n. (context medicine English) A protein genetically engineered from a single clone of a B cell, especially one produced by fusion with a tumor cell and intended for use as a drug.
n. any of a class of antibodies produced in the laboratory by identical offspring of a hybridoma; very specific for a particular location in the body
Monoclonal antibodies (mAb or moAb) are antibodies that are made by identical immune cells that are all clones of a unique parent cell, in contrast to polyclonal antibodies, which are made from several different immune cells. Monoclonal antibodies can have monovalent affinity, in that they bind to the same epitope (the part of an antigen that is recognized by the antibody). Engineered bispecific monoclonal antibodies also exist, where each "arm" of the antibody is specific for a different epitope.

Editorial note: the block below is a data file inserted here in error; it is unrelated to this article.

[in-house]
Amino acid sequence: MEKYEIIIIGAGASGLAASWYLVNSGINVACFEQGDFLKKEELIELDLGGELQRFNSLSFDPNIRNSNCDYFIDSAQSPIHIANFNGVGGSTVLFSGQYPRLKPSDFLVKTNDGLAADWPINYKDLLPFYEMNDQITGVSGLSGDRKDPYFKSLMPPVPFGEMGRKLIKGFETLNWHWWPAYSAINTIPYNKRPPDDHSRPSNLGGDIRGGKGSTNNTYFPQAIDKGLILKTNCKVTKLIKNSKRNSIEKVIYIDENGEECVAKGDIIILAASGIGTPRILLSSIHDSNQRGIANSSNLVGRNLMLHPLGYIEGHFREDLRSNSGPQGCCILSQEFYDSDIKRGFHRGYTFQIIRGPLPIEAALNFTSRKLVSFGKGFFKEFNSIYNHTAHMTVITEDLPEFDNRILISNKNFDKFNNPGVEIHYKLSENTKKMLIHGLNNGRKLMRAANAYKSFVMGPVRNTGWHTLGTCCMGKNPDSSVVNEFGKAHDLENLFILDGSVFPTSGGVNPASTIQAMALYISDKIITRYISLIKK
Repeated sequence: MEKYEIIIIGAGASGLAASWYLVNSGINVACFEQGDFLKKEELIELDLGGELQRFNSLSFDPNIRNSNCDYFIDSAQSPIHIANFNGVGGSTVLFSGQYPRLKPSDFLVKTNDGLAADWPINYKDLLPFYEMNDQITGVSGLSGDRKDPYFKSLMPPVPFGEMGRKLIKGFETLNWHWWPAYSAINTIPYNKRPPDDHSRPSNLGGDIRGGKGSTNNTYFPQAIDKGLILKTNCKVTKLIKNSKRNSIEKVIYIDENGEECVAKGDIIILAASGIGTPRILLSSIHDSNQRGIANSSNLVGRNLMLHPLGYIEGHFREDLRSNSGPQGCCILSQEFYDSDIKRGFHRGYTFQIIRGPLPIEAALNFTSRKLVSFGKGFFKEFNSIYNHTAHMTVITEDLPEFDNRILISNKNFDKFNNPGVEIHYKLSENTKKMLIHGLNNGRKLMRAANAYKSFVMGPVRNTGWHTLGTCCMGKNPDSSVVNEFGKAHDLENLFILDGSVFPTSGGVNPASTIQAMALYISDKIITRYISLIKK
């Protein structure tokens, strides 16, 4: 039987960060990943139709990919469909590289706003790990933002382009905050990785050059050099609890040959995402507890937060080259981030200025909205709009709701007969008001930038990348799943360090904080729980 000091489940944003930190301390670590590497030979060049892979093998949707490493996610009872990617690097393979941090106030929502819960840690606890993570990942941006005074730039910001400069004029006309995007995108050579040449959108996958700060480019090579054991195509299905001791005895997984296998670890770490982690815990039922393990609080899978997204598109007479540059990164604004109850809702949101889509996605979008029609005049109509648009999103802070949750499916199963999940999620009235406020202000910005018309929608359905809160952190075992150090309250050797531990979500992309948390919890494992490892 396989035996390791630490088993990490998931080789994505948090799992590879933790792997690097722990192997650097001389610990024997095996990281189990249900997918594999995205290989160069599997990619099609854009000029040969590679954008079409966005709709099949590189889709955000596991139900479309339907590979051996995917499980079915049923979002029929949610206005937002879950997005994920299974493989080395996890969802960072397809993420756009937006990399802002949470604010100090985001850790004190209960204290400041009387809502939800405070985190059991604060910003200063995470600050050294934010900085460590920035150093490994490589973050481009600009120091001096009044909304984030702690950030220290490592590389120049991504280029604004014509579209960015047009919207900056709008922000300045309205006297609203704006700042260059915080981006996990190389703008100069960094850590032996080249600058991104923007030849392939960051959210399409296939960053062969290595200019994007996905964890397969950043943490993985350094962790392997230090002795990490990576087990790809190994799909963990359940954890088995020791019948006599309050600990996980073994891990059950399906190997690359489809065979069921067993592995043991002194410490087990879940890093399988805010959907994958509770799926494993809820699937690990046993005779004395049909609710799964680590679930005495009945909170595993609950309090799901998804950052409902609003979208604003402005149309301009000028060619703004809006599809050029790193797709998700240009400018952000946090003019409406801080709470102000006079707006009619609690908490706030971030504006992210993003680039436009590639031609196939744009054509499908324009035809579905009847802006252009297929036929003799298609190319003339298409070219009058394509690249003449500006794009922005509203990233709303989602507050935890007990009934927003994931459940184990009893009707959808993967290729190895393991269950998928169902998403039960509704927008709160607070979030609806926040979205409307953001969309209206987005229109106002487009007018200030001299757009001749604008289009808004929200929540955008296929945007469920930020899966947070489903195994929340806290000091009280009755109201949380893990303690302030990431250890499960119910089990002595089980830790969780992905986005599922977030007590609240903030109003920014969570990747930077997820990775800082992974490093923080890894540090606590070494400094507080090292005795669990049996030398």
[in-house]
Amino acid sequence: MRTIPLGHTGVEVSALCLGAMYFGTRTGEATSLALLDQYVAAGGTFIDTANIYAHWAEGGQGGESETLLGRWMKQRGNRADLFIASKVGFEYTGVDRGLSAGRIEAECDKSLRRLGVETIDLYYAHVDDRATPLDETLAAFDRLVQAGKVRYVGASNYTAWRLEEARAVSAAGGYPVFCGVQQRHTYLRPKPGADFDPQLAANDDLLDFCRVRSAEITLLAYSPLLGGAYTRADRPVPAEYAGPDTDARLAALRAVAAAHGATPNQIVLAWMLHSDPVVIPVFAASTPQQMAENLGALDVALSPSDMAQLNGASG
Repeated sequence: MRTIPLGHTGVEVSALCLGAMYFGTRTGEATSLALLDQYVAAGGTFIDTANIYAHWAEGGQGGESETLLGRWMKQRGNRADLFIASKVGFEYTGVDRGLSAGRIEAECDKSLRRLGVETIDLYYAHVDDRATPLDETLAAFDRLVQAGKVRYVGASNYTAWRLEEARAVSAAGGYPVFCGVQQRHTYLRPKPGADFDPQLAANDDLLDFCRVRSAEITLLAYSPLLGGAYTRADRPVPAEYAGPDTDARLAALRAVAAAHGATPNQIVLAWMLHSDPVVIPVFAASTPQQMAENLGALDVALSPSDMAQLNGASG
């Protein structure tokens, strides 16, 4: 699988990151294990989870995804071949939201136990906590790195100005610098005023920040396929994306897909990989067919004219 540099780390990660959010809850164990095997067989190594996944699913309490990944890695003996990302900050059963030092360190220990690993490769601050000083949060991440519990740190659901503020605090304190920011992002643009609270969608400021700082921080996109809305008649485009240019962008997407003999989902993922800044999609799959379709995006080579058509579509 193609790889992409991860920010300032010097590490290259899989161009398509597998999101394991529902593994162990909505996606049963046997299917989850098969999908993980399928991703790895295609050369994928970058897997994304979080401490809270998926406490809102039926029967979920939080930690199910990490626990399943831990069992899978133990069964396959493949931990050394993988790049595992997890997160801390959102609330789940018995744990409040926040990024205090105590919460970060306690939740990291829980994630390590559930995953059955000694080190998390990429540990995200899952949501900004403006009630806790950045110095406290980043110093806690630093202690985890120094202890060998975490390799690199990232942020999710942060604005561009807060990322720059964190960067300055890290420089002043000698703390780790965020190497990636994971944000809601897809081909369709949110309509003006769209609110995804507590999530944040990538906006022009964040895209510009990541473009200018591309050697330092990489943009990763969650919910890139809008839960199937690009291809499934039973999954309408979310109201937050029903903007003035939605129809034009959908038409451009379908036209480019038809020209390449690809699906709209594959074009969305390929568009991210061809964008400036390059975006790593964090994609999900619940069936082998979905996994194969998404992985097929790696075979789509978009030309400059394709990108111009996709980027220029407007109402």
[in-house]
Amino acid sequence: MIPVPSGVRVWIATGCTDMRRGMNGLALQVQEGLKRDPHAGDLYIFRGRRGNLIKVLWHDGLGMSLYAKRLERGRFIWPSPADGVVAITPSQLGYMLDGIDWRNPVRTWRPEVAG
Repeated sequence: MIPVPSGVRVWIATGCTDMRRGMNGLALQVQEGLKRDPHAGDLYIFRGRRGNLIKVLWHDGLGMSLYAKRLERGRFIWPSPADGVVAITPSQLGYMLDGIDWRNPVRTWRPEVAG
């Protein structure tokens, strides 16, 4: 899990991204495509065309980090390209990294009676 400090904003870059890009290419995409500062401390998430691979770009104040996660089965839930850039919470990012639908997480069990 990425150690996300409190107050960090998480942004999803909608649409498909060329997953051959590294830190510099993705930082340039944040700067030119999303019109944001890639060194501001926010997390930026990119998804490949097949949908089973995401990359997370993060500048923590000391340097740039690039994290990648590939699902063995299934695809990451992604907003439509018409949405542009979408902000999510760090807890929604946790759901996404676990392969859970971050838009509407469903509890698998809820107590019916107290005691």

Given almost any substance, it is possible to produce monoclonal antibodies that specifically bind to that substance; they can then serve to detect or purify that substance. This has become an important tool in biochemistry, molecular biology and medicine. When used as medications, non-proprietary drug names end in -mab (see " Nomenclature of monoclonal antibodies") and many immunotherapy specialists use the word mab anacronymically.
Usage examples of "monoclonal antibody".
I don't know if it worked, but then he abruptly switched to monoclonal antibody technology.